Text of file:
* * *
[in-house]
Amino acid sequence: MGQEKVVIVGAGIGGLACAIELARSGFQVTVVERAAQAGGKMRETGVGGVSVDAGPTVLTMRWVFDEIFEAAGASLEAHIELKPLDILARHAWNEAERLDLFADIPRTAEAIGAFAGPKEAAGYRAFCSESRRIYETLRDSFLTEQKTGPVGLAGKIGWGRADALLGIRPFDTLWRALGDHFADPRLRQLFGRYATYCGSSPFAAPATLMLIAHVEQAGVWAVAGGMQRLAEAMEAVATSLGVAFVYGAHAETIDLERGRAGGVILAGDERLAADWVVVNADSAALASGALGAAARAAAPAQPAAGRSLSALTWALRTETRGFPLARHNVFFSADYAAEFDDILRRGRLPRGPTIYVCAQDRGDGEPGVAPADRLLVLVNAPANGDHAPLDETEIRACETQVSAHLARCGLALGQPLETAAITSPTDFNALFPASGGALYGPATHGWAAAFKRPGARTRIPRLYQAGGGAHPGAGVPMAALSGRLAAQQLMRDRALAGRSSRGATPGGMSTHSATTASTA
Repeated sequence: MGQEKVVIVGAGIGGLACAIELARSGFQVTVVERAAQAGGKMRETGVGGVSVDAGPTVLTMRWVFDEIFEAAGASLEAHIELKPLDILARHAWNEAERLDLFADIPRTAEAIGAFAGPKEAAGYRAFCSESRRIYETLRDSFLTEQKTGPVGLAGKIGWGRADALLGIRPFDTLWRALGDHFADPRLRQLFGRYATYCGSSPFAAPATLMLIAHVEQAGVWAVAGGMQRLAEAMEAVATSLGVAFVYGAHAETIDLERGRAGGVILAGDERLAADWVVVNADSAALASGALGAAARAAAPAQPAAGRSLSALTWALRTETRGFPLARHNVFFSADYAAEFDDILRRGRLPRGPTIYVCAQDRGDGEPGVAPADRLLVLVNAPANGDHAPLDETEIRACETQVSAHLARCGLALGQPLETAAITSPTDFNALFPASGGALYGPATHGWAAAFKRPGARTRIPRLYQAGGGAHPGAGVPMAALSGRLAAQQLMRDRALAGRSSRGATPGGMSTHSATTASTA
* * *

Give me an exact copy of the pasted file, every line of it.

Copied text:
[in-house]
Amino acid sequence: MGQEKVVIVGAGIGGLACAIELARSGFQVTVVERAAQAGGKMRETGVGGVSVDAGPTVLTMRWVFDEIFEAAGASLEAHIELKPLDILARHAWNEAERLDLFADIPRTAEAIGAFAGPKEAAGYRAFCSESRRIYETLRDSFLTEQKTGPVGLAGKIGWGRADALLGIRPFDTLWRALGDHFADPRLRQLFGRYATYCGSSPFAAPATLMLIAHVEQAGVWAVAGGMQRLAEAMEAVATSLGVAFVYGAHAETIDLERGRAGGVILAGDERLAADWVVVNADSAALASGALGAAARAAAPAQPAAGRSLSALTWALRTETRGFPLARHNVFFSADYAAEFDDILRRGRLPRGPTIYVCAQDRGDGEPGVAPADRLLVLVNAPANGDHAPLDETEIRACETQVSAHLARCGLALGQPLETAAITSPTDFNALFPASGGALYGPATHGWAAAFKRPGARTRIPRLYQAGGGAHPGAGVPMAALSGRLAAQQLMRDRALAGRSSRGATPGGMSTHSATTASTA
Repeated sequence: MGQEKVVIVGAGIGGLACAIELARSGFQVTVVERAAQAGGKMRETGVGGVSVDAGPTVLTMRWVFDEIFEAAGASLEAHIELKPLDILARHAWNEAERLDLFADIPRTAEAIGAFAGPKEAAGYRAFCSESRRIYETLRDSFLTEQKTGPVGLAGKIGWGRADALLGIRPFDTLWRALGDHFADPRLRQLFGRYATYCGSSPFAAPATLMLIAHVEQAGVWAVAGGMQRLAEAMEAVATSLGVAFVYGAHAETIDLERGRAGGVILAGDERLAADWVVVNADSAALASGALGAAARAAAPAQPAAGRSLSALTWALRTETRGFPLARHNVFFSADYAAEFDDILRRGRLPRGPTIYVCAQDRGDGEPGVAPADRLLVLVNAPANGDHAPLDETEIRACETQVSAHLARCGLALGQPLETAAITSPTDFNALFPASGGALYGPATHGWAAAFKRPGARTRIPRLYQAGGGAHPGAGVPMAALSGRLAAQQLMRDRALAGRSSRGATPGGMSTHSATTASTA